The work life of Surgical technicians centers around operating rooms in hospitals and clinics. The duties of a Surgical technician have been compared to those performed by a Sterile processing technician. Each of these technicians are charged with seeing that all surgical instruments used by the operating team are first, clean to standard and second, sterile. Surgical technicians are considered assistants to the operating surgeon as well as to the attendant nurses. These well-trained technicians contribute to a smooth operating procedure and are considered invaluable team members in the operating theater.
At ATI, we pride ourselves on being the sole institute which can boast of a combined curriculum featuring courses for both Surgical technicians and Sterile processing technicians. These courses are available to be taken in tandem or individually.
For those students who do opt for the combined courses (Surgical technician/Sterile processing technician) the dual program ensures that you are completely prepared for all three national certifications in these fields. These are:
Certification exams CBSPD (Sterile processing technician)
IAHCSMM (Sterile processing technician) Students will qualify if they have 400 hours of on-hand/work experience.
NCCT TS-C (Surgical technician) – Accredited by NCCA. Eligible after internship.
At ATI, our aim is to create accessible, high-caliber courses which train students for the booming fields of Surgical technician and Sterile processing technician. Classes focus on a familiarity with surgical protocols and procedures, and human anatomy. The purpose is to train you to develop into an indispensable component of a surgical team. As part of what you will learn will be a firm understanding of the most basic of support services. Our goal is to enable students to fully comprehend all aspects of each and every patient-centric occurrence while in the operating theatre.
What qualifies as a skilled technician in these arenas? Once you have achieved an aptitude in the premise, as well as competency in completely aseptic (free of harmful microorganisms) and sterile techniques, then will you begin to work on honing your character so that you are possessed of patience, grace under pressure, a high sense of responsibility and an aptitude for organization. These traits are critical for those who–as you will be doing–function in emergency situations where a great deal of pressure abounds. And, most important, as you progress throughout the program, you’ll access a greater, more comprehensive understanding of what your fellow surgical team members — and the patients — require.
Be assured that entry-level Surgical technician and Sterile processing technician candidates are much in demand in the health field today. The operating room theatre counts on these team members to ensure that all crucial aspects of an operating room set up are in place. Qualified candidates are sought in infirmaries, hospitals, clinics, surgical centers and all facilities that provide outpatient care. The demand for these positions is accelerating. The number one reason for this is the uptick in population growth and in the elderly demographic. You will, once you graduate, be primed to tackle the National Examination for Surgical technicians. Passing this exam will place you in a pool of most desirable candidates and will allow you to pursue higher opportunities as you explore your expanded healthcare profession options.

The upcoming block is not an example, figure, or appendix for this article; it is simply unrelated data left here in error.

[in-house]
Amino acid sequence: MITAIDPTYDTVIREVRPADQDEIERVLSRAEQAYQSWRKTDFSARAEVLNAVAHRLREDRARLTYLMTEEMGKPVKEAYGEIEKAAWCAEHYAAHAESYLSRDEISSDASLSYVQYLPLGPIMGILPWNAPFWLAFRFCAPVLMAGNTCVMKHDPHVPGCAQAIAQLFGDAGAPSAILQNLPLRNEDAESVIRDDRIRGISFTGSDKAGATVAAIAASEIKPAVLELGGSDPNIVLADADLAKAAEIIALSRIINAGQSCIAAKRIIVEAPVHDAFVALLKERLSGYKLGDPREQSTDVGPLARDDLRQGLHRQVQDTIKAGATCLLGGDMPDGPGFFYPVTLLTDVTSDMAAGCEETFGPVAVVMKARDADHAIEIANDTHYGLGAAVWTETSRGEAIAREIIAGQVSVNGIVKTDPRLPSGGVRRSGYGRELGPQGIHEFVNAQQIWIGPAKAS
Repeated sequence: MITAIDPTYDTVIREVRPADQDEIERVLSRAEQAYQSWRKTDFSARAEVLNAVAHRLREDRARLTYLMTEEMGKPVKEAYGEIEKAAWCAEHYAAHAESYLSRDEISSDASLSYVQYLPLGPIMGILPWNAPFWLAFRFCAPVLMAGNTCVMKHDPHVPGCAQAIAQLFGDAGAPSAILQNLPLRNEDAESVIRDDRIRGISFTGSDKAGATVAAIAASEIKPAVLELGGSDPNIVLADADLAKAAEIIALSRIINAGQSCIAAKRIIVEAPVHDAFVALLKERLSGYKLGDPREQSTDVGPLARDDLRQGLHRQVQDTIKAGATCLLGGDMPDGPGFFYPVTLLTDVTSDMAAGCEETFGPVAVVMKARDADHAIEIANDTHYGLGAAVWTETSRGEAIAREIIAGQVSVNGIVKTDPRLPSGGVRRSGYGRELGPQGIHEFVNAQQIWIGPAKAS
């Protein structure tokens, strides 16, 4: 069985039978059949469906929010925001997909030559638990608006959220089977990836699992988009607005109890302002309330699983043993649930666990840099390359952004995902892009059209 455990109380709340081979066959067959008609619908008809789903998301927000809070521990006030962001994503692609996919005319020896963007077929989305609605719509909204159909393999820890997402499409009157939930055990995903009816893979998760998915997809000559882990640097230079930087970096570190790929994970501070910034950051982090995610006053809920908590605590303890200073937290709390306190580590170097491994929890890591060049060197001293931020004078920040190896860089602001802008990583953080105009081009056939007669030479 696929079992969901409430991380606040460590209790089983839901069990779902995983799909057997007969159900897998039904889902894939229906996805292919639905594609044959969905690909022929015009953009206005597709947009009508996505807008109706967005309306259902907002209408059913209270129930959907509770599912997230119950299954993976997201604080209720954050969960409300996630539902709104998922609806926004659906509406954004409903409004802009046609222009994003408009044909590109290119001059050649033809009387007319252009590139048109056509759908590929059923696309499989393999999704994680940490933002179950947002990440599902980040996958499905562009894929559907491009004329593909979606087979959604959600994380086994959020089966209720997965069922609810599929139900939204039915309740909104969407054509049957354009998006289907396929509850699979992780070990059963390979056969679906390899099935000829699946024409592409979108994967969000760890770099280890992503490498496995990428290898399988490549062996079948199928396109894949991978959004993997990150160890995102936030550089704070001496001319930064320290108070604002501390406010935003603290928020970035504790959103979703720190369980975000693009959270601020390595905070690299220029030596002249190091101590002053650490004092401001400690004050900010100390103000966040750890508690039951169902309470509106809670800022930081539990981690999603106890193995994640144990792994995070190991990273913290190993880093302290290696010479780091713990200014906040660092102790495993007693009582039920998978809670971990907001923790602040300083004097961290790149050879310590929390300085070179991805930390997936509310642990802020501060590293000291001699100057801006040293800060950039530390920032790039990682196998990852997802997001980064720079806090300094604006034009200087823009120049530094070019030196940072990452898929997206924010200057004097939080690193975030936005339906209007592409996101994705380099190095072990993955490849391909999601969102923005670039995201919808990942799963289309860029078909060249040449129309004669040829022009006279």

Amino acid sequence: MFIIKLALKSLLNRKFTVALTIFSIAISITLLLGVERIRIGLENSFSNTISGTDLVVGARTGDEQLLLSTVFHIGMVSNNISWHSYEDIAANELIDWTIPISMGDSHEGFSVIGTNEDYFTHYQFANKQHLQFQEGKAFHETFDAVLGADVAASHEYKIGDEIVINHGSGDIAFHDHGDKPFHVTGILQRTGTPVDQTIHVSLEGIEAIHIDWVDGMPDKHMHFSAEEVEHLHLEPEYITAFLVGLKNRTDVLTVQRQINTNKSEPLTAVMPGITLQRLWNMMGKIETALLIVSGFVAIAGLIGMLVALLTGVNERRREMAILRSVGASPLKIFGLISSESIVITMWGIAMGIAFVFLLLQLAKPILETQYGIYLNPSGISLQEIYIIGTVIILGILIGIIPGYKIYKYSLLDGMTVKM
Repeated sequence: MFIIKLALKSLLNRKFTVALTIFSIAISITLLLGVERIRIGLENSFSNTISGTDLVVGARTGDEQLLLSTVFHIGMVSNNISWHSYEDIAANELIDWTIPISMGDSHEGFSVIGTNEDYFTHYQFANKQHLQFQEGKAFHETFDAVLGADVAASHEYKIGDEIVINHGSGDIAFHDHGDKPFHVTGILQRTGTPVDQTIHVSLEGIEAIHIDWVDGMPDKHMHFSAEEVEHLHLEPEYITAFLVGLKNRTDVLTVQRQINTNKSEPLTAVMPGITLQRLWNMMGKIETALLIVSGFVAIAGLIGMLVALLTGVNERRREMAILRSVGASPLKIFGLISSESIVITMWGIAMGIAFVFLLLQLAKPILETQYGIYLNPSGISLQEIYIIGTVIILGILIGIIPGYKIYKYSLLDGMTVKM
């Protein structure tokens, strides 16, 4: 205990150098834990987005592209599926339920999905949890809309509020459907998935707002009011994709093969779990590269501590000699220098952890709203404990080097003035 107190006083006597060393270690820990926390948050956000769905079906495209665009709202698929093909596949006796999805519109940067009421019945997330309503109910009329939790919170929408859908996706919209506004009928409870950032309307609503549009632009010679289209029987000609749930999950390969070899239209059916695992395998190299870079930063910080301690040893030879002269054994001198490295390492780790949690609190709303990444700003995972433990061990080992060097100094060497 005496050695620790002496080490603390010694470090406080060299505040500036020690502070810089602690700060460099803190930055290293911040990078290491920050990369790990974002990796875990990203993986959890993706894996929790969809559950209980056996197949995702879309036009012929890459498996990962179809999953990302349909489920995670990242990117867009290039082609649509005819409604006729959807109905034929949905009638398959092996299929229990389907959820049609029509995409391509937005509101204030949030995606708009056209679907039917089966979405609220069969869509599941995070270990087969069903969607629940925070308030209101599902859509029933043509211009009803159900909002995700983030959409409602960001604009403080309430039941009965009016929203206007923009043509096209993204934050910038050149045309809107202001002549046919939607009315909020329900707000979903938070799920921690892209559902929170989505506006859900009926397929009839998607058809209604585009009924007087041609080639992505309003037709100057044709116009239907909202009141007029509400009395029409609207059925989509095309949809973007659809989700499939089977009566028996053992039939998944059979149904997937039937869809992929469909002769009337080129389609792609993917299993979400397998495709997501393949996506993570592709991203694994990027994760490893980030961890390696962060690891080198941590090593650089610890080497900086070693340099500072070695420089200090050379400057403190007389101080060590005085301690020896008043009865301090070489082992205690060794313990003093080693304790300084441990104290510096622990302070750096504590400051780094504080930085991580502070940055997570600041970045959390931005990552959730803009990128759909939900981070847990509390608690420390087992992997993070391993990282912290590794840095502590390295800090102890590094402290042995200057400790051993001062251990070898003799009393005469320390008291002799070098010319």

Note: Professional occupations extrapolated only from those within the U.S. Economy. Source: Employment Projections program – U.S. Bureau of Labor Statistics.
Based on the most recent data, it is projected that the Surgical technologist job market will accelerate around 12% in the years leading up to 2026. There are multiple factors responsible for such a jump, but the most well known are 1) ground-breaking discoveries in medical technology which have strengthened the protocols surrounding surgery, and 2) the fact that there are now more surgeries performed than ever before, as the medical profession seeks to treat disease and emergencies.
The prestigious Burau of Labor Statistics has given a thumbs up to the projected growth of Surgical technologists in this country. For the foreseeable future, it is conjectured that job growth will peak around 15% . To put it in perspective, this rate is very much in excess of the speed with which other professions are increasing in demand, nationally. There is also the school of thought which points to the development of more sophisticated technology which, of course, requires this very same level of expertise in the using of medical tools in the workplace. Too, much investigative study of contagious illnesses has borne out more in-depth analysis of the use of sterilization. These advances require that high level of familiarity with the subjects by qualified Surgical technicians. As we are all aware, there is a plethora of contaminating microbes, known as “superbugs”, which have infected clinics and hospitals (MRSA, etc.) This leads to a correlating need for specialists which can help combat these microbes.
Glassdoor has posted an average base pay salary of $39,712 for Surgical technicians in the U.S. Glassdoor estimates that this salary is just below the Median Salary range of $40,000. Indeed.com, Linkedin and Glassdoor all feature Surgical technician jobs, a few with attractive sign-on bonuses.
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